We’ll bring the other quarter up and we can remember now that the heminucleous that’s still present in the bag is holding the posterior capsule back, that’s really making our risk of touching the posterior capsule low at this point. That risk increases as we take more of the nucleus out.

We’re going to engage the nucleus, lift it up, sneak in behind with the Connor, and then we want to crack this as much as a perfect quarter as possible. Not a small piece, again, not a sixth or an eighth, we want a pure quarter if that’s possible. I think that’s the most efficient way to get the nucleus out. Now we’re being a little more careful protecting deep with our Connor. And on the last quarter we need to slow down, get the Connor deep in the center, and make sure that the posterior capsule does not come forward. The last quarter is when we need to slow down and be the most careful to prevent a posterior capsular rupture.

And now for cortical removal, it’s important to remember to move in an arc. We don’t want to just pull centrally because that puts more stress on individual zonules. If you move in an arc and you have someone with pseudoexfoliation or weak zonules for other reasons, it’s less likely to cause them to tear and vitreous to prolapse around the capsule. I also like to, once I’ve engaged to the cortex, it’s hard to see here, but I like to push down or posterior slightly, to create almost an U-shaped motion. We want to engage it by moving in an arc, then we want to add foot as we move down, and peel it away from the anterior capsule before we pull it centrally. I think that subtle little movement makes it a lot easier to get cortex efficiently and pull it in the direction to the most mechanical advantage.

We can polish a little if we need to. And polishing is really about contact and rubbing the surface of the posterior capsule more than it is about irrigation/aspiration. We want to be real gentle on the foot there.

When we’re injecting Provisc, or cohesive viscoelastic, we want to fill the bag first. Remember you can’t hit the posterior capsule with the cannula as long as there is viscoelastic actively being injected into the eye. It creates a fluid wave that protects the capsule. We fill the bag first and then the anterior chamber. We fill the anterior chamber first, we risk pushing the posterior capsule leaflet back and not getting a full capsular bag with space for the lens. I go in bevel up, I think that gives me a little more control of the eye without having to use a second instrument to stabilize.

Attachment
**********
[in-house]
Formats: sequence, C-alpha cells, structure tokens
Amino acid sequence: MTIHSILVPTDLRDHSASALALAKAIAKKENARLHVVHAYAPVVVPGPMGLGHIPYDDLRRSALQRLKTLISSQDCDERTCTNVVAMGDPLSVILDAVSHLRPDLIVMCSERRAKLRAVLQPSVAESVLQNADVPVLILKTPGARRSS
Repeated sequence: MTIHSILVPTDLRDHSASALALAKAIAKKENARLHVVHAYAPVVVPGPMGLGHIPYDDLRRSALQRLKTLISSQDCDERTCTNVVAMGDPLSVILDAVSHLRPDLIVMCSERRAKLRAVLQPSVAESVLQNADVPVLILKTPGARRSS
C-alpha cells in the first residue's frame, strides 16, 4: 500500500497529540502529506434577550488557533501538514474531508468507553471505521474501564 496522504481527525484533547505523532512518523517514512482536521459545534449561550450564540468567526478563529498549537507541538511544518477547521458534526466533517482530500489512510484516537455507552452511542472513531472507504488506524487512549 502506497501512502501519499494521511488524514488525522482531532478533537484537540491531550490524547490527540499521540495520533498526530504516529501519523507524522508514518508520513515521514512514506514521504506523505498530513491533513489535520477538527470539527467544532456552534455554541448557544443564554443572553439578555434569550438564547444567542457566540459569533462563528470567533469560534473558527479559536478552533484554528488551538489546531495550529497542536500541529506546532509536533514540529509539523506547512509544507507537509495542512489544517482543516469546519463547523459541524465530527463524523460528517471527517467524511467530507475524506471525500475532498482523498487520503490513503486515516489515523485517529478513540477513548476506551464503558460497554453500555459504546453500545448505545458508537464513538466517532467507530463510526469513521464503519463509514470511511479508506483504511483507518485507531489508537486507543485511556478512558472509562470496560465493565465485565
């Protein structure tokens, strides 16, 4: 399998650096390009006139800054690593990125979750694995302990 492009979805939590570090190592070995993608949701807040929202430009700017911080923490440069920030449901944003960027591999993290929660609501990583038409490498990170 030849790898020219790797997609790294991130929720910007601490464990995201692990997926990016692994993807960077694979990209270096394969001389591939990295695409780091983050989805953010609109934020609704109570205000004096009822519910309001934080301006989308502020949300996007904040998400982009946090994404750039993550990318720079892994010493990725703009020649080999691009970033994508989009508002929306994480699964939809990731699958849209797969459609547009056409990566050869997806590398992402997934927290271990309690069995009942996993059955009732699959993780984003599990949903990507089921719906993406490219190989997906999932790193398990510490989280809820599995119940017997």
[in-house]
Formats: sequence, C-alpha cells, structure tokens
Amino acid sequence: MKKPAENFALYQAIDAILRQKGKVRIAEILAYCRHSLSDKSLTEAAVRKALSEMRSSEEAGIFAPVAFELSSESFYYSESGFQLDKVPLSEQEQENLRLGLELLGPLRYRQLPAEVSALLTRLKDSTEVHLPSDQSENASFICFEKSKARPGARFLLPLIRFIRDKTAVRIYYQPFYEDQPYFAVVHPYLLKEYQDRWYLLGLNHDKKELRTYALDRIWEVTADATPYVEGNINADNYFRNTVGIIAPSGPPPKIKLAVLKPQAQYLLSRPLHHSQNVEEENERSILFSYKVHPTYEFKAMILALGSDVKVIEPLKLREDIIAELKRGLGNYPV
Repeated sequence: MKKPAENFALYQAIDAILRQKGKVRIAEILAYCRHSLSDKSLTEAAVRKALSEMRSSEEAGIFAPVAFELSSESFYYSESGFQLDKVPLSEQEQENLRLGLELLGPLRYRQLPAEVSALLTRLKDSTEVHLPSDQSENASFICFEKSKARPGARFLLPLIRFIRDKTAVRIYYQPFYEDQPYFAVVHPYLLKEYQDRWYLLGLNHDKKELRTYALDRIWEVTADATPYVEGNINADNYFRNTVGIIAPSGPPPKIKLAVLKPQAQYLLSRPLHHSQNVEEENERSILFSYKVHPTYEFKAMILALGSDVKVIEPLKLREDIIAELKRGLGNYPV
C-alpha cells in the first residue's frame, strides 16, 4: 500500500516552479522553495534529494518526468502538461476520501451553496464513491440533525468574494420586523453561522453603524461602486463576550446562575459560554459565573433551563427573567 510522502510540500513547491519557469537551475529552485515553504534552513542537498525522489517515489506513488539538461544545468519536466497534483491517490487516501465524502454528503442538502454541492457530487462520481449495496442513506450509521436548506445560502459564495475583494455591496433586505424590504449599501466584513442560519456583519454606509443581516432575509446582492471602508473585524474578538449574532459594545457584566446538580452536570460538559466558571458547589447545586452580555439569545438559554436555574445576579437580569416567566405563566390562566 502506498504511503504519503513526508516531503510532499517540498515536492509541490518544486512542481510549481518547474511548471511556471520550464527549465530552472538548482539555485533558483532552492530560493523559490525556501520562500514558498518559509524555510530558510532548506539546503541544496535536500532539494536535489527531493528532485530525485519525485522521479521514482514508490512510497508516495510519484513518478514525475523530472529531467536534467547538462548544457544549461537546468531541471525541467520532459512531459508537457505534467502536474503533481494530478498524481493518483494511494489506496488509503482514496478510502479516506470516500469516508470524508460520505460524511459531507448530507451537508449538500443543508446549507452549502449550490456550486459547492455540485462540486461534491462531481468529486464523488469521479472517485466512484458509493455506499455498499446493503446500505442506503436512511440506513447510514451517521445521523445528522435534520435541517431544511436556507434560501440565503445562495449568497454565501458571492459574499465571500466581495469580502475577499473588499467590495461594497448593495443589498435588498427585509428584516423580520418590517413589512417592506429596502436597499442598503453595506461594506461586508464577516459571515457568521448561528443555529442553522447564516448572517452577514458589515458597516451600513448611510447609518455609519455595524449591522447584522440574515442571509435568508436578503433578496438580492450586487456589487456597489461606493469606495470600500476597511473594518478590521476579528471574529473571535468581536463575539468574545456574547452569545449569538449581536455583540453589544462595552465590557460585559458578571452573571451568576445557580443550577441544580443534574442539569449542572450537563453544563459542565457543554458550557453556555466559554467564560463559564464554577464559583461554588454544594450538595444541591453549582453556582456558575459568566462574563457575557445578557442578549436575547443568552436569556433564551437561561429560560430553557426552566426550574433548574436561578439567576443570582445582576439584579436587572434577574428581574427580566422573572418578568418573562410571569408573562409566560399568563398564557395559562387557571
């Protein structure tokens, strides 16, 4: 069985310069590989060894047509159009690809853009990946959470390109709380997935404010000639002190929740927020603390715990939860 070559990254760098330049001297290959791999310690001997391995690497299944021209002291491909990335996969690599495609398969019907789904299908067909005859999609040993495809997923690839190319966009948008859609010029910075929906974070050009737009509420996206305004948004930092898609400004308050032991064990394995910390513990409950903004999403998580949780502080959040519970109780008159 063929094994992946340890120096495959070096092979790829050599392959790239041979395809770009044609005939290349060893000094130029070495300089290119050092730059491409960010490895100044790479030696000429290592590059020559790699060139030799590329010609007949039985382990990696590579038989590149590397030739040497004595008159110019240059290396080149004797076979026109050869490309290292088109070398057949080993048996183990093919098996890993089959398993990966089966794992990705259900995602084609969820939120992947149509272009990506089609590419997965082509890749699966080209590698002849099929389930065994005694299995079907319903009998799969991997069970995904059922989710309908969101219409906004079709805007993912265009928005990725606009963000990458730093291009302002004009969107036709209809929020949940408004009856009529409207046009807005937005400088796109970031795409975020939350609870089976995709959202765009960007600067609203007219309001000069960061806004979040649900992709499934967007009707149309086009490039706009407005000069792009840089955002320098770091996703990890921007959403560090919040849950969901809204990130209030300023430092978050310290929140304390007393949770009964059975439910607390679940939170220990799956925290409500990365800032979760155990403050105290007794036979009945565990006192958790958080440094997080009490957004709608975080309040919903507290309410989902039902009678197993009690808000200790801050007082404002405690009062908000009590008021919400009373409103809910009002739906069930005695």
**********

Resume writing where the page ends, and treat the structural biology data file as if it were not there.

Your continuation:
Make sure that leading haptic is in the capsular bag. I want to push this lens straight down with the Connor. Get the haptic going out towards the equator, make sure it’s in the capsular bag. I usually remove the viscoelastic in the anterior chamber first then slide the lens over by pushing down on it as I gently touch. And then once I can get around the edge, lift up. And always when we’re using the I/A tip, if we’re looking down the bore of the port, it’s very unlikely to grab capsule. It’s when we have it tilted to the side where we can’t look directly into it that we’re at risk of grabbing posterior capsule or iris. Usually if we’re looking straight down the bore of it, it’s unlikely to be able to do much harm.

We’re hydrating our wounds. I always pick a point 50% between the inner and outer edge of the wound. I’m almost perpendicular with my cannula tip. Get in a good position and then get a hydration. A little reverse burp there to take the inner leaflet and make sure it’s laying flat on the cornea and it doesn’t allow fluid to continue leaking out. We can hydrate only half of our paracentesis in almost every case. Make sure that hydration comes all the way around to the other side and usually that saves us a step from hydrating both sides, as long as it’s well-sealed. Check it with a Weck-Cel, pressure looks good, lens looks well centered. This center cameral cefuroxime, thigomox is excellent also. I use it on every case.

Hope that helps you guys who are in the early stages of cataract surgery. Thanks.

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Last Updated: February 8, 2024